congregations everywhere promote eco-justice within the local community and beyond.
“Eco-Justice holds together commitments for ecological sustainability and human justice. It sees environmental
issues and justice issues not as competing agendas, but as intertwined elements of how humans are called to relate
to God’s creation. It asserts that it is not possible to care for the earth without also caring for humanity, and that
seeking human justice must involve care for the environment.”
– from the Ecojustice Ministries website
April 29, 2017 in Washington DC
People's Climate Movement
Creation Justice Ministries is helping gather and organize people of Orthodox, Protestant, Historically Black, Baptist, and Peace Church traditions so they can connect with their religious leadership, as well as with an ecumenical community, at the People’s Climate March.Let them know you're coming
Love as Ecological-Economic Vocation
Resisting Structural Evil
Cynthia Moe-Lobeda faces our daunting environmental and social problems with practical hope. People created unjust structures; people can dismantle them, she points out. She advocates what she calls critical mystical vision as the path of resistance:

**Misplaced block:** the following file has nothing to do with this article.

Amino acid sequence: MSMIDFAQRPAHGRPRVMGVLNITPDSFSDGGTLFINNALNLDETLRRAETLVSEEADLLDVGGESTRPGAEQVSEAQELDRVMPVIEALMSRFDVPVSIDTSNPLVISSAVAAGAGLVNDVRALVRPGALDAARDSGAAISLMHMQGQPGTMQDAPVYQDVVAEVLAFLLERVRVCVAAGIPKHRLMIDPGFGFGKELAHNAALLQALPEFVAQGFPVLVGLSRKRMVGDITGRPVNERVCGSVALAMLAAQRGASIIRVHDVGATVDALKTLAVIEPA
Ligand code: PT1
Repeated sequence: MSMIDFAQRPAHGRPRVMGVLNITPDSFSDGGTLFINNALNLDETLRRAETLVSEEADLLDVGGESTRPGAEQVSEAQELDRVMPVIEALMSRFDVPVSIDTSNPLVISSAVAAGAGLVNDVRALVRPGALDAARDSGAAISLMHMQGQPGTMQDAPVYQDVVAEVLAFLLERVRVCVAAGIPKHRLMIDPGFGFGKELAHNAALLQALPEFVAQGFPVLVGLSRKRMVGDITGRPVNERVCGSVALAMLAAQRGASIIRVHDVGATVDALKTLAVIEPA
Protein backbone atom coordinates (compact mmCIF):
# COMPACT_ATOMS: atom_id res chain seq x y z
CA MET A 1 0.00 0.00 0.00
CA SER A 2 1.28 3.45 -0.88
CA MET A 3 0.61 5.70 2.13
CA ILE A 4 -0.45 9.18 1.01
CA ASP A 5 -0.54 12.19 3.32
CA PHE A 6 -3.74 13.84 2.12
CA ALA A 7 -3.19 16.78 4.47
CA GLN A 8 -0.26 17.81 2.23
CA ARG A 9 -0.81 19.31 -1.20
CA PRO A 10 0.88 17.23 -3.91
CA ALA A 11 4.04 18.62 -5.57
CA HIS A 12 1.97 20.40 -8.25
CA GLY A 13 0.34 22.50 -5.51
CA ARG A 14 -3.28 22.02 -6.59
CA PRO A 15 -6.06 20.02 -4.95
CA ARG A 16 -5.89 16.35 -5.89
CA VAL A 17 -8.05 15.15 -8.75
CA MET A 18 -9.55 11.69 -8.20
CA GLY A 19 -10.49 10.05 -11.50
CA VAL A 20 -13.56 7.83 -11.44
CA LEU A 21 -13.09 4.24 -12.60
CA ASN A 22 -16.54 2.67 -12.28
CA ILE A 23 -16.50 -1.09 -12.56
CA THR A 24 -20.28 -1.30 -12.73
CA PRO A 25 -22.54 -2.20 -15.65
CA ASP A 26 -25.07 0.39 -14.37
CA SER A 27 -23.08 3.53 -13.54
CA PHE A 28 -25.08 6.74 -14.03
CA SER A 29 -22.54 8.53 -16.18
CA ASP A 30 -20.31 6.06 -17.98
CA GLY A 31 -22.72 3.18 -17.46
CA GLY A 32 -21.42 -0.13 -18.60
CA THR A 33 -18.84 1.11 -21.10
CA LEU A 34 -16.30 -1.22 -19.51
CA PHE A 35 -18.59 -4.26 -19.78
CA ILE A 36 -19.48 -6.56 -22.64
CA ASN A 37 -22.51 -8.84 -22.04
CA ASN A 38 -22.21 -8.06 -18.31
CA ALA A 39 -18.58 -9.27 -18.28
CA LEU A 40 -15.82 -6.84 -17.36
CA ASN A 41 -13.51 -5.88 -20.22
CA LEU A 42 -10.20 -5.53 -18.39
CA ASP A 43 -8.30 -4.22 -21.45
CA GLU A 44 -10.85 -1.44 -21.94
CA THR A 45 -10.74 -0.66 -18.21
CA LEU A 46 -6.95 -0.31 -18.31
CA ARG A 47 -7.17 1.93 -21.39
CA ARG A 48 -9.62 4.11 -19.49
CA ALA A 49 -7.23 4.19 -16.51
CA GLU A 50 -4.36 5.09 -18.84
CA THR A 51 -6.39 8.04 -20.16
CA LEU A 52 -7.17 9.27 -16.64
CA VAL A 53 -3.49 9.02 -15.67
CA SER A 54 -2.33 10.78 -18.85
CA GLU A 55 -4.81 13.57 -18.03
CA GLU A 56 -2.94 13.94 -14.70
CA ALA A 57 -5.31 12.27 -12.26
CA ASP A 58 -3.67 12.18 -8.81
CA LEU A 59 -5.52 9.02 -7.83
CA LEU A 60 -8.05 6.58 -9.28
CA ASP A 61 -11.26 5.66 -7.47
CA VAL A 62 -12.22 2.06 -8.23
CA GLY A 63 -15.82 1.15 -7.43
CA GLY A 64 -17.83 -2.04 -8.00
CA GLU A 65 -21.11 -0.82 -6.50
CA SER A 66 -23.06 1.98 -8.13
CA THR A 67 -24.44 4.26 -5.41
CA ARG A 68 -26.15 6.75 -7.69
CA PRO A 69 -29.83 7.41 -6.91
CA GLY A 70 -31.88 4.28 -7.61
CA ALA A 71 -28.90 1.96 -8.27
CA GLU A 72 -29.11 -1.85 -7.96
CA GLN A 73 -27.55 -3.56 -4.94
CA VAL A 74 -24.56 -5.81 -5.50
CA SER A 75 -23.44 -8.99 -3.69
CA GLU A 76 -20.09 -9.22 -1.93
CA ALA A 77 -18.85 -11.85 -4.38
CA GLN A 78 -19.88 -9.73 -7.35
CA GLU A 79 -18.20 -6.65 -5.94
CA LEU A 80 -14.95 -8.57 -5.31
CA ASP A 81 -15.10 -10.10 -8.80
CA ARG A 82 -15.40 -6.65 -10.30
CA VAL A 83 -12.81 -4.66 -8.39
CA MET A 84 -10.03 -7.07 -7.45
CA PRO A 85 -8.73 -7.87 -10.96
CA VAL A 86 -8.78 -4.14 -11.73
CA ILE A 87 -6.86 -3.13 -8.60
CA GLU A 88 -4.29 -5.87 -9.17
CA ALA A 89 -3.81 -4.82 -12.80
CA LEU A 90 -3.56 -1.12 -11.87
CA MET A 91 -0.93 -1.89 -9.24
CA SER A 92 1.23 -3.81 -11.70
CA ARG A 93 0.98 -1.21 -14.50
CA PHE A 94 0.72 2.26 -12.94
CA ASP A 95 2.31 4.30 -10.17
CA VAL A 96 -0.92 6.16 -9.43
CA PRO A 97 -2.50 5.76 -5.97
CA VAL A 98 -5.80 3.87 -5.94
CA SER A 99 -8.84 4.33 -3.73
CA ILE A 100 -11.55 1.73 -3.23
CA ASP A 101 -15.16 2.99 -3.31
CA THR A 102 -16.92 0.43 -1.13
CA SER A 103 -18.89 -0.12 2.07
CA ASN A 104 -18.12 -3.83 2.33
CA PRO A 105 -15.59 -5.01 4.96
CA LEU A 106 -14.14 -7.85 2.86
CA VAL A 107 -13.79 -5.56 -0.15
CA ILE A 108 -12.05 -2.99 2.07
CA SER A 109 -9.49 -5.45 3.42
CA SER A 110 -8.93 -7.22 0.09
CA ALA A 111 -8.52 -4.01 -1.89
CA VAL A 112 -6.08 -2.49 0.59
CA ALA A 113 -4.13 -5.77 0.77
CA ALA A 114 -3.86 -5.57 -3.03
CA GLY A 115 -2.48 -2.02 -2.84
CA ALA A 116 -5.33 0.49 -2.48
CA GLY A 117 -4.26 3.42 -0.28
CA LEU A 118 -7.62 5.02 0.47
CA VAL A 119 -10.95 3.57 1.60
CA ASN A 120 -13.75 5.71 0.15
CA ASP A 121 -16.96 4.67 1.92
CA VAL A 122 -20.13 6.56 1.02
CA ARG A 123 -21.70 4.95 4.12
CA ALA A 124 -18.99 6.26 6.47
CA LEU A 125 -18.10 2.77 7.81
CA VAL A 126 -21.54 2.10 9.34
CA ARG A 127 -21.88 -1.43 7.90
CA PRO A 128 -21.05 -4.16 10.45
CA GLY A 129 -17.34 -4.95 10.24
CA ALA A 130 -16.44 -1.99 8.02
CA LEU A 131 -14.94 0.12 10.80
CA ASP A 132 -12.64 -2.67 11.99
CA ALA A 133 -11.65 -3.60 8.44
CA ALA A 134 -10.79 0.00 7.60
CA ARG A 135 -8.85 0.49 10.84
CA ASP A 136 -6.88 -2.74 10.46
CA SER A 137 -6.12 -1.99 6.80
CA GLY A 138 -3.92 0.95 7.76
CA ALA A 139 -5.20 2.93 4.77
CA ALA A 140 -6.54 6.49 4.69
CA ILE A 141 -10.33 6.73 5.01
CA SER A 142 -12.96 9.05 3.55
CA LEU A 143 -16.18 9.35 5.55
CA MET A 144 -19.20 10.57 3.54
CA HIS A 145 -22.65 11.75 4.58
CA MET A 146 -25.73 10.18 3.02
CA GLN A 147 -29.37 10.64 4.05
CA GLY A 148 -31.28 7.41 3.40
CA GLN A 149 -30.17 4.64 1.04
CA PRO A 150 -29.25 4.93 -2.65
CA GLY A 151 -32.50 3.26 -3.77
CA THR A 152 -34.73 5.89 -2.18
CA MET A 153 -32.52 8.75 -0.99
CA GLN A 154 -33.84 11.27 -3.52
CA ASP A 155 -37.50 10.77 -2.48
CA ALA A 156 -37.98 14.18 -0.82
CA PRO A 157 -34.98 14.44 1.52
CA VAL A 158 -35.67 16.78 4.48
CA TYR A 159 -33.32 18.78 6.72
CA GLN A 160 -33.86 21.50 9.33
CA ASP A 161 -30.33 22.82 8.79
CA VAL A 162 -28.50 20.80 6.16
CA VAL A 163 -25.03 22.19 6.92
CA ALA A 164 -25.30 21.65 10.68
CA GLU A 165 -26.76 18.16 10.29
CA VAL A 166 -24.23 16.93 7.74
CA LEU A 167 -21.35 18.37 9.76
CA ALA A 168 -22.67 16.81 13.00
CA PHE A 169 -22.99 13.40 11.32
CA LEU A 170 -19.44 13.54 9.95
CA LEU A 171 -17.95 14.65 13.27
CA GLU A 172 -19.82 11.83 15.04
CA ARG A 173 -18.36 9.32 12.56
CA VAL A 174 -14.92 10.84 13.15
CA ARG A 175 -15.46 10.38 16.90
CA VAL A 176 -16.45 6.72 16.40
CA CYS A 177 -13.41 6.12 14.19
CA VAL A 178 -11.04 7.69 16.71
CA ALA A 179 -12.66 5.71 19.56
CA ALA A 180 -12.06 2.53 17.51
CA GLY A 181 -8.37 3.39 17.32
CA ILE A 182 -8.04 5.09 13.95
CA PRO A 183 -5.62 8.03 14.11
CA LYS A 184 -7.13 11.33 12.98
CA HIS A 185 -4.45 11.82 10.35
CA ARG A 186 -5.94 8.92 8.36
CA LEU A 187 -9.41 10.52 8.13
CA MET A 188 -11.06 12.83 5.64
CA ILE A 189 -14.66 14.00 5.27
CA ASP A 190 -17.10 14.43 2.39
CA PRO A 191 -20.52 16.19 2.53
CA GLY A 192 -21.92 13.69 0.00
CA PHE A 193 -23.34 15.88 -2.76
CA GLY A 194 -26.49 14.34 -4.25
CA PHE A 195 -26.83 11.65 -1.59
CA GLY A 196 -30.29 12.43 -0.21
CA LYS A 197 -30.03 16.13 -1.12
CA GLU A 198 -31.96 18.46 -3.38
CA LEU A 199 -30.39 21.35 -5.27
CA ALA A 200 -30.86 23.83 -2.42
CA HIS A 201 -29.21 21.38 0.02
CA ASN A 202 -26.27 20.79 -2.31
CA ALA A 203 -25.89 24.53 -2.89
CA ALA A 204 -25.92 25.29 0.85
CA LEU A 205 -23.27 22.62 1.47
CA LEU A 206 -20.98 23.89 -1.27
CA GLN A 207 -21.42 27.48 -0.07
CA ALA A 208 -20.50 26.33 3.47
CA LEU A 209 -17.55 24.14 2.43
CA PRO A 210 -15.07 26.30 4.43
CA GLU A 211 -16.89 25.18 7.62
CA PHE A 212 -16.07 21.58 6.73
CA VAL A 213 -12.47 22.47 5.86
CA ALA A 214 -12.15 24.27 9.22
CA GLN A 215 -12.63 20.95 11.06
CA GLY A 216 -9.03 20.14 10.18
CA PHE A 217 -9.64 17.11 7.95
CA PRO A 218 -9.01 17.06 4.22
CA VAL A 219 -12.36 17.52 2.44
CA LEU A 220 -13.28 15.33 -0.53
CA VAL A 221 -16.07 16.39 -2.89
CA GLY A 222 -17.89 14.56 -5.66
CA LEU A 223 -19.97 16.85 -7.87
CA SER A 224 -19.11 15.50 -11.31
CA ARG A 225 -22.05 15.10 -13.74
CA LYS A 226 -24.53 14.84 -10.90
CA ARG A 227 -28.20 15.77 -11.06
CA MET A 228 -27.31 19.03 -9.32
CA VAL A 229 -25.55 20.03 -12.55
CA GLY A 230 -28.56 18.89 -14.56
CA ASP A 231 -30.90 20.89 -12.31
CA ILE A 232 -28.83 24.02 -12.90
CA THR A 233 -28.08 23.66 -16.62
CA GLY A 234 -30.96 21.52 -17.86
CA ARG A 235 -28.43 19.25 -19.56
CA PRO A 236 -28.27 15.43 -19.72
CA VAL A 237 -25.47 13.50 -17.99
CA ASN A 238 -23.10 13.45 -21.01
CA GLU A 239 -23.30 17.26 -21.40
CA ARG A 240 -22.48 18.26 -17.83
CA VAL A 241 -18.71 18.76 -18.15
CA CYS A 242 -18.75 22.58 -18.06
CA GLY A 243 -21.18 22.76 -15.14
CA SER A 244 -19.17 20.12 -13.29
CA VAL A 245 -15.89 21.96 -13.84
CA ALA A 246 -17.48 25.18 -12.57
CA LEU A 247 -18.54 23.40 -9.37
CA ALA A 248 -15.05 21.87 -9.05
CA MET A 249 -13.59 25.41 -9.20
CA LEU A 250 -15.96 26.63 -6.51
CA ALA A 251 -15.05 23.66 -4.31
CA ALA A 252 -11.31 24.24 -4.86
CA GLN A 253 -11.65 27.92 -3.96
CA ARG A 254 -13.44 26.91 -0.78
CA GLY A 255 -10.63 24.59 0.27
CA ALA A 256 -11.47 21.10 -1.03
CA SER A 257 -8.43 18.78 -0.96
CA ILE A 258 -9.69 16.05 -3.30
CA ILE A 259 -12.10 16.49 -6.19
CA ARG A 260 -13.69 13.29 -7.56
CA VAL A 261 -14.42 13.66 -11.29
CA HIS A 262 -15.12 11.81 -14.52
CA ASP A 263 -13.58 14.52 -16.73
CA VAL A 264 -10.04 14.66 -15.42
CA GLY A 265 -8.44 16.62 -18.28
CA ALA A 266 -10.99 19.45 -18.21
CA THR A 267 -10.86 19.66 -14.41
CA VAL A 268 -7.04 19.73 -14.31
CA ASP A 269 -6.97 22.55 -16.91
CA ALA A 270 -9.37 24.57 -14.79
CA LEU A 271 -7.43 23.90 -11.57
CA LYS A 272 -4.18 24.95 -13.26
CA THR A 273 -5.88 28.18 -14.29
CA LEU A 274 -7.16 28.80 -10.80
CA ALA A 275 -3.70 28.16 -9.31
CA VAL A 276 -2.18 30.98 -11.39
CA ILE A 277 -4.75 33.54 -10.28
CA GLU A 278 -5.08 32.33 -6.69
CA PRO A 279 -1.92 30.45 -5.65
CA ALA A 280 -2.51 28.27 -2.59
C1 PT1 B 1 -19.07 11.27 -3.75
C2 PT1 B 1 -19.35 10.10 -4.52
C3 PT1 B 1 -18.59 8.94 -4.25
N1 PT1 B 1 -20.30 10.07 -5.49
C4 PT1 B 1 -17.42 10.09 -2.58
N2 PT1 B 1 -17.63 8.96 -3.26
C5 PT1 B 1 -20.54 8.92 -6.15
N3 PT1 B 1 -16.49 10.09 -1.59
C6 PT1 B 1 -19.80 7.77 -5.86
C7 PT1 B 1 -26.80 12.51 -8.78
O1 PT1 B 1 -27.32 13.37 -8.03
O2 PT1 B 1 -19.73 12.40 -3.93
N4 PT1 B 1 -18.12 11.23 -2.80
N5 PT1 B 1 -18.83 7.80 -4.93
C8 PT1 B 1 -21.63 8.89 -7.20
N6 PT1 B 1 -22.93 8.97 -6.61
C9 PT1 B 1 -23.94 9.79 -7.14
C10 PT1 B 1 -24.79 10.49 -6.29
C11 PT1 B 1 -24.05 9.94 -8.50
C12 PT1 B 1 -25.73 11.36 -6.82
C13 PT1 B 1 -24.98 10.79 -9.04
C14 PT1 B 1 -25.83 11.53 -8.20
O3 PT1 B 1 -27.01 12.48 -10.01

- seeing what is, especially when this includes unmasking evil that appears good.
- seeing alternatives
- “seeing ever more fully the sacred Spirit of life coursing through creation and leading it into abundant life for all.” Academic reading.
A Weekly Email Column
Eco-justice Ministries focuses on congregations as agents of change and environmental justice. The organization grounds itself on four affirmations:
- God wills shalom for the world.
- We live in a world of complex and interdependent relationships.
- Churches are called to be transformative of individuals and societies.
- The world is limited–and we find abundance within those limits.
One of the best resources from Eco-justice Ministries is a weekly column by Peter Sawtell. Sawtell’s commentary in Eco-Justice Notes is reliably insightful and creative. Sign up here. Other resources include guidelines for greening congregations, assessment forms, curriculum reviews and resources for worship.See Eco-justice Notes Archive